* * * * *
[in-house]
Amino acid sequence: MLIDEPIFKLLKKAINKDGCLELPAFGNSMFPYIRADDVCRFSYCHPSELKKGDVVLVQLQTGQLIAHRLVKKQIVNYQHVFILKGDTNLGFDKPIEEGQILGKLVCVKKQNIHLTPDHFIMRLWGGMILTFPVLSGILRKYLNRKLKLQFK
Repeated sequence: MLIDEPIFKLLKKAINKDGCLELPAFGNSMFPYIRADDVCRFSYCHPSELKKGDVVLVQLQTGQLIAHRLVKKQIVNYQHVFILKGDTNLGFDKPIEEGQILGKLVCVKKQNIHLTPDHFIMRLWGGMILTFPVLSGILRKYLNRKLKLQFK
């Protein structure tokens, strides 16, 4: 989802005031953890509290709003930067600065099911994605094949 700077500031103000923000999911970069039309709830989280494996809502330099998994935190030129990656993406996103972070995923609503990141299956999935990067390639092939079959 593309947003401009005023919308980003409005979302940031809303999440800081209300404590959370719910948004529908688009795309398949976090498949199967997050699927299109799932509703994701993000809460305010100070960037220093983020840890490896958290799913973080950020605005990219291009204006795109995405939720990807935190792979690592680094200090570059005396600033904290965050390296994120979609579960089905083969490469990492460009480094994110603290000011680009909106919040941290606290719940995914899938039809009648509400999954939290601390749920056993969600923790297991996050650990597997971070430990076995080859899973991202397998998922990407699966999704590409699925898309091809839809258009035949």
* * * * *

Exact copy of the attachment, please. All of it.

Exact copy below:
[in-house]
Amino acid sequence: MLIDEPIFKLLKKAINKDGCLELPAFGNSMFPYIRADDVCRFSYCHPSELKKGDVVLVQLQTGQLIAHRLVKKQIVNYQHVFILKGDTNLGFDKPIEEGQILGKLVCVKKQNIHLTPDHFIMRLWGGMILTFPVLSGILRKYLNRKLKLQFK
Repeated sequence: MLIDEPIFKLLKKAINKDGCLELPAFGNSMFPYIRADDVCRFSYCHPSELKKGDVVLVQLQTGQLIAHRLVKKQIVNYQHVFILKGDTNLGFDKPIEEGQILGKLVCVKKQNIHLTPDHFIMRLWGGMILTFPVLSGILRKYLNRKLKLQFK
């Protein structure tokens, strides 16, 4: 989802005031953890509290709003930067600065099911994605094949 700077500031103000923000999911970069039309709830989280494996809502330099998994935190030129990656993406996103972070995923609503990141299956999935990067390639092939079959 593309947003401009005023919308980003409005979302940031809303999440800081209300404590959370719910948004529908688009795309398949976090498949199967997050699927299109799932509703994701993000809460305010100070960037220093983020840890490896958290799913973080950020605005990219291009204006795109995405939720990807935190792979690592680094200090570059005396600033904290965050390296994120979609579960089905083969490469990492460009480094994110603290000011680009909106919040941290606290719940995914899938039809009648509400999954939290601390749920056993969600923790297991996050650990597997971070430990076995080859899973991202397998998922990407699966999704590409699925898309091809839809258009035949």